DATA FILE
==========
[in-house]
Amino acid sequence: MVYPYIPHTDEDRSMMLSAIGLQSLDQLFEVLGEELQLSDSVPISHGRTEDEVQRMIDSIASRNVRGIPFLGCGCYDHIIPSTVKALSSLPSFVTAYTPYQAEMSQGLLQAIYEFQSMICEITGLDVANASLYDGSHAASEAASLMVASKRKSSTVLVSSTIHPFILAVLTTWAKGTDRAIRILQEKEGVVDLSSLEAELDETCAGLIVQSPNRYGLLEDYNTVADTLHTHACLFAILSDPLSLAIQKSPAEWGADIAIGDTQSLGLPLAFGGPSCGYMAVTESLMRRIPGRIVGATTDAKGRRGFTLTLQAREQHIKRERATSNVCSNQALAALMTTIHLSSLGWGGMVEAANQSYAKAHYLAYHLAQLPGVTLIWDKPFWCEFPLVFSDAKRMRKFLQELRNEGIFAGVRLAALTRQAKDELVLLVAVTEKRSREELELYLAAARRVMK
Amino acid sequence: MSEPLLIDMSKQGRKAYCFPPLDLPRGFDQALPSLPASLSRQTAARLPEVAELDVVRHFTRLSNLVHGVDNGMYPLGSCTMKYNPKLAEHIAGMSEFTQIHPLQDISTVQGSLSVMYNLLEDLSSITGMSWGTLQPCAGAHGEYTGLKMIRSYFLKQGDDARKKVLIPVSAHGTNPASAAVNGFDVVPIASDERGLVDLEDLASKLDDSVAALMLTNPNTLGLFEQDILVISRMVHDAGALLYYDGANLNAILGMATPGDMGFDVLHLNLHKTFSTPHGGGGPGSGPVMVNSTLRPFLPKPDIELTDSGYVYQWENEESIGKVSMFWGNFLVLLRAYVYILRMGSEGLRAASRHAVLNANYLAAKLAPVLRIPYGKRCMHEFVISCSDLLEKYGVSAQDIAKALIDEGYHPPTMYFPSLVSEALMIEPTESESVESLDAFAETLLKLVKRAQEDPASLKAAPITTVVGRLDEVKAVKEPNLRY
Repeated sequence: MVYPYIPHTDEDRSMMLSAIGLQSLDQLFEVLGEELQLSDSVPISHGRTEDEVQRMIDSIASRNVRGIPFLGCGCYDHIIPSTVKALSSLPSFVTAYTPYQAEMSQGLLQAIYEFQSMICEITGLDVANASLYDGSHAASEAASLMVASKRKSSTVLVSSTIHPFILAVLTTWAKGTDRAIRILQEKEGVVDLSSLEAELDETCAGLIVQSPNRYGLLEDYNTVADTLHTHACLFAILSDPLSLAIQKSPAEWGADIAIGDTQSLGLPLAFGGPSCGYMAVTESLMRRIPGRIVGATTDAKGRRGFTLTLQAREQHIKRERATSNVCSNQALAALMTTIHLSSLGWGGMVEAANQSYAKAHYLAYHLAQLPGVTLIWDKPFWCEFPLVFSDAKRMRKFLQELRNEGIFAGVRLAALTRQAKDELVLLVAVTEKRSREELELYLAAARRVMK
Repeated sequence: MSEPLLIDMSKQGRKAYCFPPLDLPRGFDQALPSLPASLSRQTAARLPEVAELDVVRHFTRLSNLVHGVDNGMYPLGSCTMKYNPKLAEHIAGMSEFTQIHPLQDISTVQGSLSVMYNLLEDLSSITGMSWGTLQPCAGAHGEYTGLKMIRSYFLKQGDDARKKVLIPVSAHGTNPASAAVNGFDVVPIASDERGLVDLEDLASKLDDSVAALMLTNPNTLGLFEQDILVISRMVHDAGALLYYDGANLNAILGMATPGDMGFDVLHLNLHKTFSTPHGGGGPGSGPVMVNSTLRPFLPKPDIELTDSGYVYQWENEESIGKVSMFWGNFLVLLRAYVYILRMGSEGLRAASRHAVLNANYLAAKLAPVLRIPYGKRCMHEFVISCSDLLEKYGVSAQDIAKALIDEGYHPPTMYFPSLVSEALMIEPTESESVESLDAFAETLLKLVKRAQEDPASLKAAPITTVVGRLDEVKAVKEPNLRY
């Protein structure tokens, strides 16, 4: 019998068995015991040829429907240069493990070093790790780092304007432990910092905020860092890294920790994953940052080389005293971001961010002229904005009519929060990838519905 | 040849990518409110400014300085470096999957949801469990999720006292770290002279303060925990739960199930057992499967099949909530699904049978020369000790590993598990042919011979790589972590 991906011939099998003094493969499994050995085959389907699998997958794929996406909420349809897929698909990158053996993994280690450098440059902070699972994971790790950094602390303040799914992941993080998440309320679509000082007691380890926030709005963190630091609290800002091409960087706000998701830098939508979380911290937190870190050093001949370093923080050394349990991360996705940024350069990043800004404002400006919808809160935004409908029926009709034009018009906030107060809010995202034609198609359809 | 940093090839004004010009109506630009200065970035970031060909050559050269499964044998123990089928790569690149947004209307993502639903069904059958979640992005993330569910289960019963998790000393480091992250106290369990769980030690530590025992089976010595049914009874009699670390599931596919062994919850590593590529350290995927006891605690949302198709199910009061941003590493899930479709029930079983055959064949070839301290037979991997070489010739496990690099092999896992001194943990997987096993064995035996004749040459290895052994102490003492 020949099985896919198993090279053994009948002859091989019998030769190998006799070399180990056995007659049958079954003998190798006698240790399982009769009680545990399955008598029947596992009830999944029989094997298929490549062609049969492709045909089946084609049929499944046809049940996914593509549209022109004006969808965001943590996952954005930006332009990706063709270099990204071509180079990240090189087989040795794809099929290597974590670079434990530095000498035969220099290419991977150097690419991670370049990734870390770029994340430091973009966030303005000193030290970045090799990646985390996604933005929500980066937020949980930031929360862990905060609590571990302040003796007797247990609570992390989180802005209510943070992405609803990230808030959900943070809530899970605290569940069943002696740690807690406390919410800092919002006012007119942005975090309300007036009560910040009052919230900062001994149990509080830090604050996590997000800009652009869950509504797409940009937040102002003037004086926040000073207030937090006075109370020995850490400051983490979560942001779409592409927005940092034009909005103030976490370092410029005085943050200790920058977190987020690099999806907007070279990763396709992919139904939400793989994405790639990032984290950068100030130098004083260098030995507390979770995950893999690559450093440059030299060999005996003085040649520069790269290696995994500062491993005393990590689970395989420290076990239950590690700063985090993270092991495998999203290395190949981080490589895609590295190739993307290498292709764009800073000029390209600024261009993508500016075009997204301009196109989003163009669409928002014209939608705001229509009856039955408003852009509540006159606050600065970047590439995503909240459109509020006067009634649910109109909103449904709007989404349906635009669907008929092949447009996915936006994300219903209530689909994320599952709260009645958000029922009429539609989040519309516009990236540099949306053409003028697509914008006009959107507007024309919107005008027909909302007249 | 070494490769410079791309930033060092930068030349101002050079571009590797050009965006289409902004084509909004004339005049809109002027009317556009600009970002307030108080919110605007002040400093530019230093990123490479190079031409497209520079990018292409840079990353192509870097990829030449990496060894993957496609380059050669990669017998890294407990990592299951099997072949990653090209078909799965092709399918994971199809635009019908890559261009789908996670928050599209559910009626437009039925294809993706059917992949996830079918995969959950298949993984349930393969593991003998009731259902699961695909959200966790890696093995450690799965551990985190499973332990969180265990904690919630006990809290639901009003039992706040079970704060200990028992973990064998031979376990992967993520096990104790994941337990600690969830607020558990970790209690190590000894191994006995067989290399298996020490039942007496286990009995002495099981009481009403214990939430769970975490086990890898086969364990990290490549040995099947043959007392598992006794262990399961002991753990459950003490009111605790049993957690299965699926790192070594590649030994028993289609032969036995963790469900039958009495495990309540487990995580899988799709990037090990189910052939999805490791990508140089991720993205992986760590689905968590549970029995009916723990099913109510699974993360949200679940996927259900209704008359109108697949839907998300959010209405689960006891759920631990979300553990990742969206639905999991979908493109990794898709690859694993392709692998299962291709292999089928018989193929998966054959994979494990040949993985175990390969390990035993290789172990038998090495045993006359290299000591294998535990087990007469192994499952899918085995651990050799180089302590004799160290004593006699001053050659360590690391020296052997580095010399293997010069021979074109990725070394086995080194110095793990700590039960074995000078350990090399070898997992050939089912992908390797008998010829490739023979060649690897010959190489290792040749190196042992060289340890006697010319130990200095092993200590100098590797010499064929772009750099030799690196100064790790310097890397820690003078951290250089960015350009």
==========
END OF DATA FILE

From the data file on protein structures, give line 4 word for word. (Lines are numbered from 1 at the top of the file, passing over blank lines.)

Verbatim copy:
Repeated sequence: MVYPYIPHTDEDRSMMLSAIGLQSLDQLFEVLGEELQLSDSVPISHGRTEDEVQRMIDSIASRNVRGIPFLGCGCYDHIIPSTVKALSSLPSFVTAYTPYQAEMSQGLLQAIYEFQSMICEITGLDVANASLYDGSHAASEAASLMVASKRKSSTVLVSSTIHPFILAVLTTWAKGTDRAIRILQEKEGVVDLSSLEAELDETCAGLIVQSPNRYGLLEDYNTVADTLHTHACLFAILSDPLSLAIQKSPAEWGADIAIGDTQSLGLPLAFGGPSCGYMAVTESLMRRIPGRIVGATTDAKGRRGFTLTLQAREQHIKRERATSNVCSNQALAALMTTIHLSSLGWGGMVEAANQSYAKAHYLAYHLAQLPGVTLIWDKPFWCEFPLVFSDAKRMRKFLQELRNEGIFAGVRLAALTRQAKDELVLLVAVTEKRSREELELYLAAARRVMK